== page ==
UAE vs. North American COVID-19 Vaccination Programs
The UAE, in comparison to North America, shows a great deal of difference in the rollout of the COVID-19 vaccine. It may seem as though the distribution of the vaccine in the US and Canada is taking quite a while, but there is a limited supply for such a large population. They are hoping to acquire more vaccines in the coming weeks and months. The goal is to allow anyone who would like to take the vaccine to have the opportunity to receive it, but quantities are not large enough yet, therefore a priority system and plan has been set in place.
While Canada has secured more doses per capita compared to any other country, the challenge has been distributing the vaccines across a widely spaced population. And since some of the pre-orders are for vaccines that have yet to be approved, it could be nearly a year before other options are available.
In Canada, the current individuals receiving the vaccine are part of the first phase rollout, which is for priority groups. This group includes residents and staff of long-term care homes, adults 70 years and older, healthcare workers, and adults in Indigenous communities. The Canadian population is 37.74 million people and 2.48 percent of the population have been vaccinated so far.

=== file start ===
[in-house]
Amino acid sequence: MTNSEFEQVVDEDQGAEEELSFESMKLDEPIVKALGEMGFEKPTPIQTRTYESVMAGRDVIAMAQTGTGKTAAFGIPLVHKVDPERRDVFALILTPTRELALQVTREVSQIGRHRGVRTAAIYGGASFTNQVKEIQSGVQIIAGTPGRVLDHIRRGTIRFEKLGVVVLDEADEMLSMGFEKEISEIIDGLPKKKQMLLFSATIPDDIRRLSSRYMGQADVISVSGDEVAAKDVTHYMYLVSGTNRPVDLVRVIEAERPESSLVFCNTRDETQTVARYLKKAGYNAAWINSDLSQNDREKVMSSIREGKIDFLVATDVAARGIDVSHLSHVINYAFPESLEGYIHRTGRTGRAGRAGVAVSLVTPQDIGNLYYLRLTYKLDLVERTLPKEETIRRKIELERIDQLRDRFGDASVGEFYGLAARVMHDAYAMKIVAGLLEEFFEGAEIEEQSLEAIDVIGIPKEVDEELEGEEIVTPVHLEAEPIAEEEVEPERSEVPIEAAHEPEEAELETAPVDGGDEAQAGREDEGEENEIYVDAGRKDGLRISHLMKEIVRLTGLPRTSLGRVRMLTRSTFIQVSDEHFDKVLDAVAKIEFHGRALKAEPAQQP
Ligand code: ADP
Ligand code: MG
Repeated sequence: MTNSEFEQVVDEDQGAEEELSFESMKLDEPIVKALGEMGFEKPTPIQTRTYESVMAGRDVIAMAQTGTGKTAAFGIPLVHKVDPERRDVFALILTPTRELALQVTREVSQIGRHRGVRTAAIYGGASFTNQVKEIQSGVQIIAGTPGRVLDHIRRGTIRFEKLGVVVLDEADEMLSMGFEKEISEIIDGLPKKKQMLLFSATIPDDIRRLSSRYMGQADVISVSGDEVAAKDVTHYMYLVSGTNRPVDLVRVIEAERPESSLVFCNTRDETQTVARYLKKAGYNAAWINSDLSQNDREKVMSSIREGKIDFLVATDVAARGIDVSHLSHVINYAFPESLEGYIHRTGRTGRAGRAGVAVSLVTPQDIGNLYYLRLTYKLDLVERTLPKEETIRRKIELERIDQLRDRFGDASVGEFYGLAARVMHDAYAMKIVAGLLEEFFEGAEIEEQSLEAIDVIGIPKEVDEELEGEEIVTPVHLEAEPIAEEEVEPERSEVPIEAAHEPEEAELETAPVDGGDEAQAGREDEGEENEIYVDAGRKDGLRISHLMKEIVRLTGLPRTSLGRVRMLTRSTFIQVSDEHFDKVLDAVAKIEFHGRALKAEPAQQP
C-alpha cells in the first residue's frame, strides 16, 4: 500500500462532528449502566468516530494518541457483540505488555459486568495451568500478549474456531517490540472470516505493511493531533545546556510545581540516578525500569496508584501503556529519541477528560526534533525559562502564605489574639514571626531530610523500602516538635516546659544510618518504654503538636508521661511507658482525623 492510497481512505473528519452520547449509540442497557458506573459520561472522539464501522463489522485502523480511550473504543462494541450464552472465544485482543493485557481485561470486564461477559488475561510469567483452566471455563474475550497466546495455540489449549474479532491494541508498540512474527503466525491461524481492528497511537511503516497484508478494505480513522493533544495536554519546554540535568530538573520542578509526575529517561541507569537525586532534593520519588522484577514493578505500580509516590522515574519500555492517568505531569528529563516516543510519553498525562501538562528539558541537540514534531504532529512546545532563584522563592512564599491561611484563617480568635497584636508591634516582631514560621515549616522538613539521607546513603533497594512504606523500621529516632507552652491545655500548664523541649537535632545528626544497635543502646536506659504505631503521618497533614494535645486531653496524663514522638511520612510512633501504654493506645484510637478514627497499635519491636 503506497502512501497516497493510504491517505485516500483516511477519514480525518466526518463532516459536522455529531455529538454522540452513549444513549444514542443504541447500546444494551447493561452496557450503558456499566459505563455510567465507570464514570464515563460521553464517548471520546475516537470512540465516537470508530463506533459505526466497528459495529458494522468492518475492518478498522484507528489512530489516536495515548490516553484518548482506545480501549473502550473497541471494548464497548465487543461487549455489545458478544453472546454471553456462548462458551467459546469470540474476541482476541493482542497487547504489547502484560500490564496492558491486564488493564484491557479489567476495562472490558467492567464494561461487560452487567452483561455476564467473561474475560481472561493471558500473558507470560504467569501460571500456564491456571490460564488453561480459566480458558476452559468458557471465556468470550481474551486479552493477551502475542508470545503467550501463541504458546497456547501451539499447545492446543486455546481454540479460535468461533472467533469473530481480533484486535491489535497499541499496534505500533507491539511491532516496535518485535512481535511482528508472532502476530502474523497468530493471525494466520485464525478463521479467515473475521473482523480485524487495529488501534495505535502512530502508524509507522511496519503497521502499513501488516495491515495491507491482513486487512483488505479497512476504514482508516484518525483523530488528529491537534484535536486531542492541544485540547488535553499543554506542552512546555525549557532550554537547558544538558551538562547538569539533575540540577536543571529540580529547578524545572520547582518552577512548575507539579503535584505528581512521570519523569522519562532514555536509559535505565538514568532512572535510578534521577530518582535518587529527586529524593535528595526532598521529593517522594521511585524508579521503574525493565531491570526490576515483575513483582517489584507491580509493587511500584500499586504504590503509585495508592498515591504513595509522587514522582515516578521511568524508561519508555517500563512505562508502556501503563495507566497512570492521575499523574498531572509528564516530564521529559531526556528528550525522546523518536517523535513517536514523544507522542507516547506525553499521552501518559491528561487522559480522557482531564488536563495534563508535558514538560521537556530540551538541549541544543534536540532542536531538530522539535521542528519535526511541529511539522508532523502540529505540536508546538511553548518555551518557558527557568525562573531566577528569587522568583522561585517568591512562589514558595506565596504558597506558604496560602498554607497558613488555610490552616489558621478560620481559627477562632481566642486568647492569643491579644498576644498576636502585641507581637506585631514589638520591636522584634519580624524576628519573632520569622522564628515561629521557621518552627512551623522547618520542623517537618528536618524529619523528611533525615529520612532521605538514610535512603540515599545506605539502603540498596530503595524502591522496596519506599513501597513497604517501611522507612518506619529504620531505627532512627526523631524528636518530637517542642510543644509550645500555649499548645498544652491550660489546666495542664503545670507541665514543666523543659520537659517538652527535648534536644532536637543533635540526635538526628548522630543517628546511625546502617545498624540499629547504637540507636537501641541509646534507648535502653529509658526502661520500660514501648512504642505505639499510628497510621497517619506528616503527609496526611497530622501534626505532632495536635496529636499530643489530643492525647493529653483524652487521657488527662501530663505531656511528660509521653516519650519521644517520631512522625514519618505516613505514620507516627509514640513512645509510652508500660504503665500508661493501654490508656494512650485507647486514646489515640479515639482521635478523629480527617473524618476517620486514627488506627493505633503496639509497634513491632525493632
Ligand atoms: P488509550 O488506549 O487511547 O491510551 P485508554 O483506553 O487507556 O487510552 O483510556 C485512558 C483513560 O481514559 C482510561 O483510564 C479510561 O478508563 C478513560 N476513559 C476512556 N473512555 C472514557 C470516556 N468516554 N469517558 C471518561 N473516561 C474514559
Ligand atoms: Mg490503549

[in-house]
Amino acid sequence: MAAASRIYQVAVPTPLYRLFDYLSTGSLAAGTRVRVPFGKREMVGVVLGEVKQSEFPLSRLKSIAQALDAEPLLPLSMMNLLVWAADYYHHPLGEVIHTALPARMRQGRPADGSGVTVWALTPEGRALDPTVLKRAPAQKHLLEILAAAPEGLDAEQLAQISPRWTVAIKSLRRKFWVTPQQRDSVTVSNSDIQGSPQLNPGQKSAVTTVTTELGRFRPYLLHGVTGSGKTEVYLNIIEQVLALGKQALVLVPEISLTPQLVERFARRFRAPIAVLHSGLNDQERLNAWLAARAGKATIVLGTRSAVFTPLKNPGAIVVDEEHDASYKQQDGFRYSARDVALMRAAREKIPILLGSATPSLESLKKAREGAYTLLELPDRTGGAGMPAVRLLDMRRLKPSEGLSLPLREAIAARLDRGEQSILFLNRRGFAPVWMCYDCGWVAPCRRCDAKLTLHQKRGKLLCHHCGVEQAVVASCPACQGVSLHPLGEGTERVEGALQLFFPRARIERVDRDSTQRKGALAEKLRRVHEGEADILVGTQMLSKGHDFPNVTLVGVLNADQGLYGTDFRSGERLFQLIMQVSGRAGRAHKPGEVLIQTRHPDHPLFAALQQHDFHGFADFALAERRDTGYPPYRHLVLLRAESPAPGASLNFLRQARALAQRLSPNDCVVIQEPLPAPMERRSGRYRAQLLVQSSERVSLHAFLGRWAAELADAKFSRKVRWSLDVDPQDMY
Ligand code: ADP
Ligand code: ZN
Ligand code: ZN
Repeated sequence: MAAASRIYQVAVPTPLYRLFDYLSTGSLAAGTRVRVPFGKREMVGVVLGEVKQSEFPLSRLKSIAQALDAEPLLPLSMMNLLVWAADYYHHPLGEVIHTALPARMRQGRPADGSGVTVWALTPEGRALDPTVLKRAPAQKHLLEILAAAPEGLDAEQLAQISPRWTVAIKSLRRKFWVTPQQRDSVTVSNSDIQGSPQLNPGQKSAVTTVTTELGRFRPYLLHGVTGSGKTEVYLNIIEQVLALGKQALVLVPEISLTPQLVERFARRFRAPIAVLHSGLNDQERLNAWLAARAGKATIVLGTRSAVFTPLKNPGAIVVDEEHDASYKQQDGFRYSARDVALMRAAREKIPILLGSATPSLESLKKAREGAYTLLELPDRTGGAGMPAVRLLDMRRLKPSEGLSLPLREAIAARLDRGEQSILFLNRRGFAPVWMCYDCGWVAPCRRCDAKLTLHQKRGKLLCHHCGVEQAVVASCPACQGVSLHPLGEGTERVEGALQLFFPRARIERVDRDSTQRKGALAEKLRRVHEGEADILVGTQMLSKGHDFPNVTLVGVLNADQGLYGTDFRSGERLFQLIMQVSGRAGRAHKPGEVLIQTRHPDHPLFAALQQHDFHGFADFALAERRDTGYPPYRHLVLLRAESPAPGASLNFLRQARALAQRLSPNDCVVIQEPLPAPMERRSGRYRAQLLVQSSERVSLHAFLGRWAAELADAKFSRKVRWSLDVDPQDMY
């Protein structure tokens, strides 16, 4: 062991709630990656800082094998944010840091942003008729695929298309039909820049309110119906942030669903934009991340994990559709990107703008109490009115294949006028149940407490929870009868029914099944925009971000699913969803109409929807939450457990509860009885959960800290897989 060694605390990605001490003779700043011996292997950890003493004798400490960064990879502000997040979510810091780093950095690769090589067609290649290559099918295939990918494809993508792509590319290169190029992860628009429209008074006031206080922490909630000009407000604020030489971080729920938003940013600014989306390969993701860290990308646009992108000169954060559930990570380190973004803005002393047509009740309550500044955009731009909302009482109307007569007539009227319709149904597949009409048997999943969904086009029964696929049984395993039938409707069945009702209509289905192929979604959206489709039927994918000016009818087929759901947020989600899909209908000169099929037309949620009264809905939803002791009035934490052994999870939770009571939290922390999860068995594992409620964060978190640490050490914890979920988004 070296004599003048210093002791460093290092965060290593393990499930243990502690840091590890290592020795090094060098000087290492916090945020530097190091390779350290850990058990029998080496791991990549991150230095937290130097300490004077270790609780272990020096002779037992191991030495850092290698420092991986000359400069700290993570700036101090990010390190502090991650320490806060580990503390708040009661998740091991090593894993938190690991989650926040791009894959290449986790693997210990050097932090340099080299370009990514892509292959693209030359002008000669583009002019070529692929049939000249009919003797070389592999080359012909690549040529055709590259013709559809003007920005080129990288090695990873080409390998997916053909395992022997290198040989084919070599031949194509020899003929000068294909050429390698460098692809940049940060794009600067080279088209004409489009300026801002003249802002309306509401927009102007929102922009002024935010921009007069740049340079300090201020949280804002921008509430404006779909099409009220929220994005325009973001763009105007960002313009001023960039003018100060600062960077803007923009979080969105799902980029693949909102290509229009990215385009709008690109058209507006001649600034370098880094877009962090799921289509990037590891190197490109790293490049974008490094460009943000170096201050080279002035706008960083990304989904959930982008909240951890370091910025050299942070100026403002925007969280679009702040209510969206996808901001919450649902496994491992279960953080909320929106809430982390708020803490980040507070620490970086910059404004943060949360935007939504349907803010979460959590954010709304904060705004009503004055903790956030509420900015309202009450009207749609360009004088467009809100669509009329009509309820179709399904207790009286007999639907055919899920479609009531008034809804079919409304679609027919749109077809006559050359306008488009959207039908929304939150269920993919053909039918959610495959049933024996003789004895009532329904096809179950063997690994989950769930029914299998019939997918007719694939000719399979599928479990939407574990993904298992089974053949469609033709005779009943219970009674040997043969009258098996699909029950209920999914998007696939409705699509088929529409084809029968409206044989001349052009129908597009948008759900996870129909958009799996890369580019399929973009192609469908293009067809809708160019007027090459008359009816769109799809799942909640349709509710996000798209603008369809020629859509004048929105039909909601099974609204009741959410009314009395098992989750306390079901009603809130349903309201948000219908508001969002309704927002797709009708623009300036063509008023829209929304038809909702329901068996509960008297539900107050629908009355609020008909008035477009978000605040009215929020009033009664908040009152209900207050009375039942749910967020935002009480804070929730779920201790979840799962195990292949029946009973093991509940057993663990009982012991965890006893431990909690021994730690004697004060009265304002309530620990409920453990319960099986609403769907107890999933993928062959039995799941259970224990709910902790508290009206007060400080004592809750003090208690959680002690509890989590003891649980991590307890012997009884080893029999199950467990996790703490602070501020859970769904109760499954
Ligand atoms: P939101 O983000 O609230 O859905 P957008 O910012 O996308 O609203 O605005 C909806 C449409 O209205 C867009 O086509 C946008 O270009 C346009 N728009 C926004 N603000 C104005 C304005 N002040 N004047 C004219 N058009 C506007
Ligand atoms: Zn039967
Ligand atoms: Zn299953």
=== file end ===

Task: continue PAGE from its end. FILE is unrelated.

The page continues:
The second phase will include healthcare workers that were not part of the initial rollout, residents and staff of all congregate settings and essential workers. In Ontario, where cases of COVID-19 have been skyrocketing since the second wave began in September, it is believed that the rest of the general public will be getting vaccinated later in July.
Like the US, Canada has approved the Pfizer and Moderna vaccines and the country is following recommendations put forward by the federal government’s National Advisory Committee on Immunization. The recommendations were made by experts in pediatrics, infectious diseases, immunology, pharmacy, nursing, epidemiology, pharmacoeconomics, social science and public health.